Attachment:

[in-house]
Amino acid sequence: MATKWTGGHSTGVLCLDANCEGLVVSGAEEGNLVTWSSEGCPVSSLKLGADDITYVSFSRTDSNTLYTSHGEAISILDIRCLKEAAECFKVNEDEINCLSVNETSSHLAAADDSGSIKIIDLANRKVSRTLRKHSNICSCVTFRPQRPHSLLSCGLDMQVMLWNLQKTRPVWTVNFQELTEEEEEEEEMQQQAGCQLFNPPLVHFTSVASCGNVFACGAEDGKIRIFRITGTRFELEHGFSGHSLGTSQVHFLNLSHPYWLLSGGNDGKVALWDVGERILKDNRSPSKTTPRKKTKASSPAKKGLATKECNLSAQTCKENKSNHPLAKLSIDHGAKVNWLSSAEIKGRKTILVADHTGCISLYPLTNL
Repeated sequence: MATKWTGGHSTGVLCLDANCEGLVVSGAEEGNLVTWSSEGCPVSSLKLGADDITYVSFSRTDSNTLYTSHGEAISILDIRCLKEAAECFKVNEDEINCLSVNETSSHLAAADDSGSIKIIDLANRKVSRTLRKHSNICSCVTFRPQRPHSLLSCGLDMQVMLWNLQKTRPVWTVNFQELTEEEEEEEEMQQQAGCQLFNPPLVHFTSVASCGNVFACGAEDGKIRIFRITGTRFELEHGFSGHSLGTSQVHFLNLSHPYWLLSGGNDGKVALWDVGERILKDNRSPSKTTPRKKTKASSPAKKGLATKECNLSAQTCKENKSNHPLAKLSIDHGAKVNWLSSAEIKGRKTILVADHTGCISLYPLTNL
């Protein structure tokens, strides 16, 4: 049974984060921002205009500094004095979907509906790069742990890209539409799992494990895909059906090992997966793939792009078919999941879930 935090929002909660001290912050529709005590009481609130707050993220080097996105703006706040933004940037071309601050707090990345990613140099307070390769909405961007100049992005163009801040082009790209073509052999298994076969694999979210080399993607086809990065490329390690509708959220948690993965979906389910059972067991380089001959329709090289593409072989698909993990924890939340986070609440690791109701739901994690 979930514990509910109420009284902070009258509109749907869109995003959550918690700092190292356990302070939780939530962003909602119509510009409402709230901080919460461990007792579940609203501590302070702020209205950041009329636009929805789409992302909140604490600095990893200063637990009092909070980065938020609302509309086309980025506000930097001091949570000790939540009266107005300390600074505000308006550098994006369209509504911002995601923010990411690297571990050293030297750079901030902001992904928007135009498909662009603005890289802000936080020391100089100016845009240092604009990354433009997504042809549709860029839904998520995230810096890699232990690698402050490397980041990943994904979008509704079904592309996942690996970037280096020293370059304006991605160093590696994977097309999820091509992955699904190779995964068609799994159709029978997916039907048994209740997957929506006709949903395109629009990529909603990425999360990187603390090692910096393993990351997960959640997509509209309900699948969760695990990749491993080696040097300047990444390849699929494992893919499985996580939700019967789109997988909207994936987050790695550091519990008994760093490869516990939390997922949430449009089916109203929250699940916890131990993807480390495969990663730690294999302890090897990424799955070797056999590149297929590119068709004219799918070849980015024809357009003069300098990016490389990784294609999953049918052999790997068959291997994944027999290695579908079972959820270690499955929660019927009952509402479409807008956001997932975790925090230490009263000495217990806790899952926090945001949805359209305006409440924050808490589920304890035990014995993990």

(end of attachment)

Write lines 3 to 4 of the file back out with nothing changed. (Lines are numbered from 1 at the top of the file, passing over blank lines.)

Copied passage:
Repeated sequence: MATKWTGGHSTGVLCLDANCEGLVVSGAEEGNLVTWSSEGCPVSSLKLGADDITYVSFSRTDSNTLYTSHGEAISILDIRCLKEAAECFKVNEDEINCLSVNETSSHLAAADDSGSIKIIDLANRKVSRTLRKHSNICSCVTFRPQRPHSLLSCGLDMQVMLWNLQKTRPVWTVNFQELTEEEEEEEEMQQQAGCQLFNPPLVHFTSVASCGNVFACGAEDGKIRIFRITGTRFELEHGFSGHSLGTSQVHFLNLSHPYWLLSGGNDGKVALWDVGERILKDNRSPSKTTPRKKTKASSPAKKGLATKECNLSAQTCKENKSNHPLAKLSIDHGAKVNWLSSAEIKGRKTILVADHTGCISLYPLTNL
């Protein structure tokens, strides 16, 4: 049974984060921002205009500094004095979907509906790069742990890209539409799992494990895909059906090992997966793939792009078919999941879930 935090929002909660001290912050529709005590009481609130707050993220080097996105703006706040933004940037071309601050707090990345990613140099307070390769909405961007100049992005163009801040082009790209073509052999298994076969694999979210080399993607086809990065490329390690509708959220948690993965979906389910059972067991380089001959329709090289593409072989698909993990924890939340986070609440690791109701739901994690 979930514990509910109420009284902070009258509109749907869109995003959550918690700092190292356990302070939780939530962003909602119509510009409402709230901080919460461990007792579940609203501590302070702020209205950041009329636009929805789409992302909140604490600095990893200063637990009092909070980065938020609302509309086309980025506000930097001091949570000790939540009266107005300390600074505000308006550098994006369209509504911002995601923010990411690297571990050293030297750079901030902001992904928007135009498909662009603005890289802000936080020391100089100016845009240092604009990354433009997504042809549709860029839904998520995230810096890699232990690698402050490397980041990943994904979008509704079904592309996942690996970037280096020293370059304006991605160093590696994977097309999820091509992955699904190779995964068609799994159709029978997916039907048994209740997957929506006709949903395109629009990529909603990425999360990187603390090692910096393993990351997960959640997509509209309900699948969760695990990749491993080696040097300047990444390849699929494992893919499985996580939700019967789109997988909207994936987050790695550091519990008994760093490869516990939390997922949430449009089916109203929250699940916890131990993807480390495969990663730690294999302890090897990424799955070797056999590149297929590119068709004219799918070849980015024809357009003069300098990016490389990784294609999953049918052999790997068959291997994944027999290695579908079972959820270690499955929660019927009952509402479409807008956001997932975790925090230490009263000495217990806790899952926090945001949805359209305006409440924050808490589920304890035990014995993990």